Much of the recorded guitar work was heavily processed, the band using a Line 6 Pod for melodic parts and embellishments: for example, for the middle eight of "So Like a Rose", Erikson played a Les Paul with an E-bow through the Pod, while the synth-like intro to "Parade" was created by layering an acoustic guitar part with a clean electric guitar. A tremolo effect on "Can't Cry These Tears" was inspired by 1960s production techniques.[8] The amp modelers were used to pre-effect the recording prior to Pro Tools, in order to prevent phasing. For electric guitar recording, the band utilized cabinet miking – four microphones recorded the output of a Marshall amplifier. Acoustics were recorded using a single Blue Bottle microphone.[8] Daniel Shulman, who had performed bass guitar on Version 2.0 and the band's two world tours, spent two separate weeks laying down bass parts. Shulman was given freedom by the band to come up with parts and be creative, creating new basslines on the verses of "Androgyny" and "Nobody Loves You".[16] Shulman revisited "Silence Is Golden", breaking up the straight eighths of the coda to make it more interesting.[16]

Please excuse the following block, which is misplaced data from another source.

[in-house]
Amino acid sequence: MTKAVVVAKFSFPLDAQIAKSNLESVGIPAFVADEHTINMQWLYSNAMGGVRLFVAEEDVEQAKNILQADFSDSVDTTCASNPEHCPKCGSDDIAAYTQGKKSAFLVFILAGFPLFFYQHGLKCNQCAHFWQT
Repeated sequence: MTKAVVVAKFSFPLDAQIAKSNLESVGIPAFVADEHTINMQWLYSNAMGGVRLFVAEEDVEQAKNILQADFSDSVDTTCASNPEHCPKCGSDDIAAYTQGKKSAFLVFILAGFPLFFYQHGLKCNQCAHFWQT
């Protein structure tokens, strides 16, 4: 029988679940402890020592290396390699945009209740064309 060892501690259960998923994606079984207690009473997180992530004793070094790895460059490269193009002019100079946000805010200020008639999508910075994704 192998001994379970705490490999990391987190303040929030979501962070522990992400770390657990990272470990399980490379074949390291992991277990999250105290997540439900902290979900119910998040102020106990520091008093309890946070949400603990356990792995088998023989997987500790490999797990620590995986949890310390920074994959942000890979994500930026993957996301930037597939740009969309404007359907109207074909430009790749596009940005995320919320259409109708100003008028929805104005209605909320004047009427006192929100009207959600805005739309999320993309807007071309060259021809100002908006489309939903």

Due to Manson's growing confidence and technical skill, the band decided that her vocals did not require much treatment; "Shirley was singing so much better, and she was coming up with melodies that were longer and had more range to them...there wasn't any point in doing a lot with it. On something like 'Nobody Loves You' she sings really low on the verse, almost at the bottom of her range, and then and the end she's singing three and a half octaves higher, almost in falsetto, as the song turns into a big wall of sound", Vig remarked.[8] Manson's original guide vocals were used in the final mixes of several songs; the vocal on "So Like a Rose" was recorded on the first take.[8] On some songs, however, Manson's vocal was subject to Pro Tools plug-ins and post effects. "Til the Day Die" featured a digital "scratch"-effect, created by printing her vocal to DAT and using whatever edited passes sounded good. On "Can't Cry These Tears", the four vocal parts were triple-tracked using different mikes, while a guitar riff was matched to her voice for a section of "Breaking Up the Girl". On "Cherry Lips", her entire vocal was sped up and heavily EQ'd.[8] On slower songs such as "Drive You Home", Garbage were not overly concerned with phrasing and pitch, giving it "a rawer quality".[15] Manson improved on her guitar skills and played more guitar in the studio and live on stage for the eventual tour.[17][18]